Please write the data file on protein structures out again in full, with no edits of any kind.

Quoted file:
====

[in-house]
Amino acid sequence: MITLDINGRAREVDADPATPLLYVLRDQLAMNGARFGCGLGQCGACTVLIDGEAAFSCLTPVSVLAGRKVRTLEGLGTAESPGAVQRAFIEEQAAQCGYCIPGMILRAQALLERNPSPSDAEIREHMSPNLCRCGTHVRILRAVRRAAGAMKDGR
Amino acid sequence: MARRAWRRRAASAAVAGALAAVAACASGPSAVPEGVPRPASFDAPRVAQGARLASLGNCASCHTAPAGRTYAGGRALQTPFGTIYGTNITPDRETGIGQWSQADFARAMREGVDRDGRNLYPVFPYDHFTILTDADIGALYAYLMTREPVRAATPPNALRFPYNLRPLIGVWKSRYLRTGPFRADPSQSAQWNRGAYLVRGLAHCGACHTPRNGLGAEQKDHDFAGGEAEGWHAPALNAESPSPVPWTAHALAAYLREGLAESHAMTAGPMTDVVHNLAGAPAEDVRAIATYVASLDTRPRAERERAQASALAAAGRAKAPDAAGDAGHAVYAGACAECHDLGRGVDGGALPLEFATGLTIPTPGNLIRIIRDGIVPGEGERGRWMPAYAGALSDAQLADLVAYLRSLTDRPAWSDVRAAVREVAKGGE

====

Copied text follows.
[in-house]
Amino acid sequence: MITLDINGRAREVDADPATPLLYVLRDQLAMNGARFGCGLGQCGACTVLIDGEAAFSCLTPVSVLAGRKVRTLEGLGTAESPGAVQRAFIEEQAAQCGYCIPGMILRAQALLERNPSPSDAEIREHMSPNLCRCGTHVRILRAVRRAAGAMKDGR
Amino acid sequence: MARRAWRRRAASAAVAGALAAVAACASGPSAVPEGVPRPASFDAPRVAQGARLASLGNCASCHTAPAGRTYAGGRALQTPFGTIYGTNITPDRETGIGQWSQADFARAMREGVDRDGRNLYPVFPYDHFTILTDADIGALYAYLMTREPVRAATPPNALRFPYNLRPLIGVWKSRYLRTGPFRADPSQSAQWNRGAYLVRGLAHCGACHTPRNGLGAEQKDHDFAGGEAEGWHAPALNAESPSPVPWTAHALAAYLREGLAESHAMTAGPMTDVVHNLAGAPAEDVRAIATYVASLDTRPRAERERAQASALAAAGRAKAPDAAGDAGHAVYAGACAECHDLGRGVDGGALPLEFATGLTIPTPGNLIRIIRDGIVPGEGERGRWMPAYAGALSDAQLADLVAYLRSLTDRPAWSDVRAAVREVAKGGE